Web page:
Female Minimal: Abstraction in the Expanded Field
Female Minimal: Abstraction in the Expanded Field brings together pioneering female artists from Europe and the Americas who each contributed in her own original way to expanding the orthodox category of Minimal art.The artists on display expand on the traditional concept of minimalism to explore possibilities of the ‘minimal’ as a guiding force in their work – whether in their process, use of materials, or as forming the basis of their approach.
Featuring 13 artists from ten different countries, the exhibition will present a large selection of paintings, photography, installation and works on paper ranging from the 1920s to the early 1980s. Including some of the earliest examples of animation, algorithmic and kinetic art, alongside pieces from the fields of Neoplasticism, Concretism, (Post)Minimal and Land art, the display will show how these artists occupied a central position amongst period-defining groups such as Zurich Concrete in Switzerland, Abstraction-Création in Paris and Los Diez Pintores Concretos in Cuba. The history of abstraction is also a history of global turmoil, migration and transnational exchange, and many of the exhibiting artists were written out of art history due to gender inequalities and the politics of their time.
Abstract experimentations of the 1960s, 1970s and early 1980s form the core of the exhibition, including a number of works that have rarely been exhibited in the UK and one of the few surviving films made by Argentine artists from the 1950s and 1960s. The exhibition will also feature groundbreaking female figures of the pre-war avant-garde movements, from Bauhaus to Neo-Plasticism, which have predominantly been documented through the accomplishments of male masters.
The British artist Marlow Moss (1889–1958) abandoned her birth name of Marjorie and adopted a masculine, dandified appearance in a queer attempt to parody a male-dominated art world. Playing a central role in the development of Neo-Plasticism, she introduced into her rigorous compositions the ‘double line’, a dynamising feature based on a detailed mathematical theory that was later adopted by Piet Mondrian, though he failed to credit her.
With her seminal photographs documenting the activities and objects of the Bauhaus school forming the earliest pieces (1924–1926) on display, Lucia Moholy (1894–1989) exemplifies the omission of female artists from traditional art history. Overshadowed by her husband, László Moholy-Nagy, she was later controversially omitted from the Bauhaus archives by Walter Gropius, which significantly contributed to the erasure of her authorship.
Magdalena Więcek (1924–2008)worked tirelessly to promote a modernist conception of sculpture in Communist Poland in the 1960s. Based in the Eastern Bloc, Więcek was afforded the opportunity to realize her sculptures through public funding and museum acquisitions, in contrast to female artists practising in the West under egalitarian ideology, demonstrative of the close relationship between art and politics at the time. The works on display present abstracted figurative forms rendered in brass or plastic and mark a radical breakfrom the Soviet traditions of representative sculpture.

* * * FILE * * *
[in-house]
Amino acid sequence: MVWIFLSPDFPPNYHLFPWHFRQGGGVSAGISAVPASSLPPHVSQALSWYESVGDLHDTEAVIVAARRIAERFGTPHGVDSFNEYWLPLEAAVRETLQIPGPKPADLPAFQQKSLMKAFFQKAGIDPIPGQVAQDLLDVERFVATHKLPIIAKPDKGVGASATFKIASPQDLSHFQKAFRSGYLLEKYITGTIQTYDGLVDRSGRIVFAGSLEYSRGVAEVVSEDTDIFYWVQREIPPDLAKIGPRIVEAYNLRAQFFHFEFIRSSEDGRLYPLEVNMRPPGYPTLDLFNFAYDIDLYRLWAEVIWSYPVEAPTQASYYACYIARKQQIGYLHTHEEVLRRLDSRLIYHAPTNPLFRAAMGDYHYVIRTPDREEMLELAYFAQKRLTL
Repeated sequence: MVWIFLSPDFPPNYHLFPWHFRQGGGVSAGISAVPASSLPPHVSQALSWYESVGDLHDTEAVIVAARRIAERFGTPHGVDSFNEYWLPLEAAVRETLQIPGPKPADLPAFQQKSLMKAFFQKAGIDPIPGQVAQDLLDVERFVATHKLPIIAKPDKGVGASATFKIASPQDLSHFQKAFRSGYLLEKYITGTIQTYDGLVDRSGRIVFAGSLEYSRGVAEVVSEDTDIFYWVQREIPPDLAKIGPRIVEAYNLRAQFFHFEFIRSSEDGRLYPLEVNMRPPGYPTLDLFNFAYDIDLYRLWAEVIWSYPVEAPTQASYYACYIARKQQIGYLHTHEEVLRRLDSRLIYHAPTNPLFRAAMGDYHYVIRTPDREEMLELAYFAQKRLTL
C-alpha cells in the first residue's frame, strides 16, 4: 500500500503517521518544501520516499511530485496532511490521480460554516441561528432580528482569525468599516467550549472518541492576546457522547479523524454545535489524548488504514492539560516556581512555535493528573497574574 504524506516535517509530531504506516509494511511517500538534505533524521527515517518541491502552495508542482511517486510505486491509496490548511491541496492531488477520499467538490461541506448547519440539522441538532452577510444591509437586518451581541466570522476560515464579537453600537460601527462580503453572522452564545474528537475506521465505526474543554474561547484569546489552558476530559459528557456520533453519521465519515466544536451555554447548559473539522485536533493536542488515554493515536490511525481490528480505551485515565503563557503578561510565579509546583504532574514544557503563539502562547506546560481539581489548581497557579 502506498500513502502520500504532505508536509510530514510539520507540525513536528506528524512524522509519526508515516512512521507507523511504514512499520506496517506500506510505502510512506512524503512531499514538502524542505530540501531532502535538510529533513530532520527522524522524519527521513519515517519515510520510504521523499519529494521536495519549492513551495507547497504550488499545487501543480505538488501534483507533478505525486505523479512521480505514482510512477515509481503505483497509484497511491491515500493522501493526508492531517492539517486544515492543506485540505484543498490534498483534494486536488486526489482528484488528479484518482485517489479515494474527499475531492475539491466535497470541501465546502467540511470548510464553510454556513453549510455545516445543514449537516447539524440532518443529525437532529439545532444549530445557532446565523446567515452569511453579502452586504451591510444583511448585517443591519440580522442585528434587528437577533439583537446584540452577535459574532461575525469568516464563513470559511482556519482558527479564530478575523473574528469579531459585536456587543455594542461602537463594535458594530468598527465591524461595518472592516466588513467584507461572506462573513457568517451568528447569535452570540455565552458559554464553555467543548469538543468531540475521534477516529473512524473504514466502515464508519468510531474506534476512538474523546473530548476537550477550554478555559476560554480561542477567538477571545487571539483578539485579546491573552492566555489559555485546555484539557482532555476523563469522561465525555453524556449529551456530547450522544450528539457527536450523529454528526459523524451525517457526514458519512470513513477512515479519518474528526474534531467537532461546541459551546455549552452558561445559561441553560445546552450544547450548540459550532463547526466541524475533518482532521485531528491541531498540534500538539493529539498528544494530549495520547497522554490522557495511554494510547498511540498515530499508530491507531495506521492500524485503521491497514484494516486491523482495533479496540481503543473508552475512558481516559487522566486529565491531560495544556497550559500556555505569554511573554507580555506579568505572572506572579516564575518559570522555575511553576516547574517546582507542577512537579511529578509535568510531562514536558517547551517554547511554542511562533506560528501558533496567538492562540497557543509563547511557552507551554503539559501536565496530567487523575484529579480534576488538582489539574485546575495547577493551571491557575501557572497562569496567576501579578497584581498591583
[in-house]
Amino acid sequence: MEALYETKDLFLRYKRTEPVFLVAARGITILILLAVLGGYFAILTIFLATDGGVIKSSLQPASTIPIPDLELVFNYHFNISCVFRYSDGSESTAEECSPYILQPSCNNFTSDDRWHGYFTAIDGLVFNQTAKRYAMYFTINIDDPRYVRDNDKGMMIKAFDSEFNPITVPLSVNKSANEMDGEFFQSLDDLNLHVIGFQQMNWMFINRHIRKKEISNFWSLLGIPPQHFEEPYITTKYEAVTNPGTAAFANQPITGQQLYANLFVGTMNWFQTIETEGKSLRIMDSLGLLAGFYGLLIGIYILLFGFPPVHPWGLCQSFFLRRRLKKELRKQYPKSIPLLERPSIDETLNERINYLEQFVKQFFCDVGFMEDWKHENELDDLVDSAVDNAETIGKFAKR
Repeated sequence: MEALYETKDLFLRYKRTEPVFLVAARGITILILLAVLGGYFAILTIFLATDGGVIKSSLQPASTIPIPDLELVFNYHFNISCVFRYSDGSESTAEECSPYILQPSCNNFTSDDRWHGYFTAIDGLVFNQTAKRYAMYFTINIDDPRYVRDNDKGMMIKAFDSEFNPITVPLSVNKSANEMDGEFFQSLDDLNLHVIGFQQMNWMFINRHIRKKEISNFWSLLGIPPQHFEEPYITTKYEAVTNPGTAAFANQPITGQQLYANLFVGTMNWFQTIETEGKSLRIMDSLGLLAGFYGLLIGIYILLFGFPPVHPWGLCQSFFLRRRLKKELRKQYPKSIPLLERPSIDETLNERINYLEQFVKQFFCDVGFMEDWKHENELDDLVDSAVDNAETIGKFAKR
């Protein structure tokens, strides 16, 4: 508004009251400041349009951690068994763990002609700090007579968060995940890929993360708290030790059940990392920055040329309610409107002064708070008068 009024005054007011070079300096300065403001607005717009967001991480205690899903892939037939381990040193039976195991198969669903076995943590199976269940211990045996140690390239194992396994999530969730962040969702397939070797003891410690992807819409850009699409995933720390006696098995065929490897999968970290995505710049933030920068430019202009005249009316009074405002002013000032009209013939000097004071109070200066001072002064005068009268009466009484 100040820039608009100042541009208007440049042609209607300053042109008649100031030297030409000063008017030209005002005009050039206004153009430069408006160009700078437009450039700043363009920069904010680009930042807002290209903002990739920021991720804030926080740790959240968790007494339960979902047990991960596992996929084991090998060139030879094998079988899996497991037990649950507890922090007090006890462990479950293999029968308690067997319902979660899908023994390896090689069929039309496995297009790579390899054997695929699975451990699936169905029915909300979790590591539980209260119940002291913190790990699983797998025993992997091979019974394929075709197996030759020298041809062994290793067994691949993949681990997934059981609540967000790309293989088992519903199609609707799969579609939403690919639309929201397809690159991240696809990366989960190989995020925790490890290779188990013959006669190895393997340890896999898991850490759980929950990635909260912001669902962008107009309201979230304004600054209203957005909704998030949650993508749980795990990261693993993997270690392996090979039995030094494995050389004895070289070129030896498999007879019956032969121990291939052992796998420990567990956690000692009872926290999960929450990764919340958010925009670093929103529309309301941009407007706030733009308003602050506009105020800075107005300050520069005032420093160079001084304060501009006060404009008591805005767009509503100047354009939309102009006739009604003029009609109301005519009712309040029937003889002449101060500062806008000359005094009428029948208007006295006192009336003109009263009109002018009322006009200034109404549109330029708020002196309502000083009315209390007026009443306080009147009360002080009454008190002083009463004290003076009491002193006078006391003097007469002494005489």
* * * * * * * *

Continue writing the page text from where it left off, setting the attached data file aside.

The groundbreaking works of the 1960s by Hungarian/French artist, Vera Molnár (b. 1924)and American/British artist Liliane Lijn (b. 1939) represent some of the earliest examples of algorithmic and geometric art. Molnár invented an avant-garde process of systematically generating geometric images and later created computer-generated images and algorithmic paintings. Lijn is recognised for her pioneering practice connecting the arts to science and technology, as one of the first artists to introduce kinetic text into her work.
Ana Sacerdote (b. 1925) began painting at the age of 15, but did not have a solo exhibition until the age of 87 due to the political upheaval of an Italy under Fascism that resulted in her fleeing to Argentina. One of the few surviving films made by Argentine artists from the 1950s and 1960s, Essai de couleur animee (1959/1965) represents a pivotal moment in the artist’s practice and the development of film, when she manually built a complex animation system, painting and filming each abstract frame.
The pioneering work of Mary Miss (b. 1944) was at the centre of the critical reception of Minimal art, although she later became known for her postmodern urban structures and environments. A unique figure amongst the Land artists of her time, with works uniquely comprising basic construction materials such as barbed wire or wood and often displayed in urban contexts, Miss featured as the opening artist in Rosalind Krauss's seminal October essay, 'Sculpture in the Expanded Field' (1979). The exhibition will present a large installation and sculptures from the late 1960s that have rarely been exhibited.
The exhibition will also present a monumental wall painting by Japanese-Brazilian artist Lydia Okumura (b. 1948), first realised in Sao Paulo in 1984 and reconstituted specifically for this exhibition.Okumara initiated the first Conceptual art show in Brazil with fellow students at the SESC Vila Nova in São Paulo, but she is known for her geometric abstractions.
Informed by the folkloric tradition of her native region – a village in Sardinia – Maria Lai (1919–2013) is best known for her cycle of Telai (Looms), sculptures in which painting and weaving are intertwined. In 1981, when asked to create a war memorial, she proposed instead a ‘monument for the living’: Legarsi alla montagna (To Tie Oneself to the Mountain), linking together the entire village with a blue ribbon tied from house to house, all the way up to the top of mountain, as in an ancient folk tale.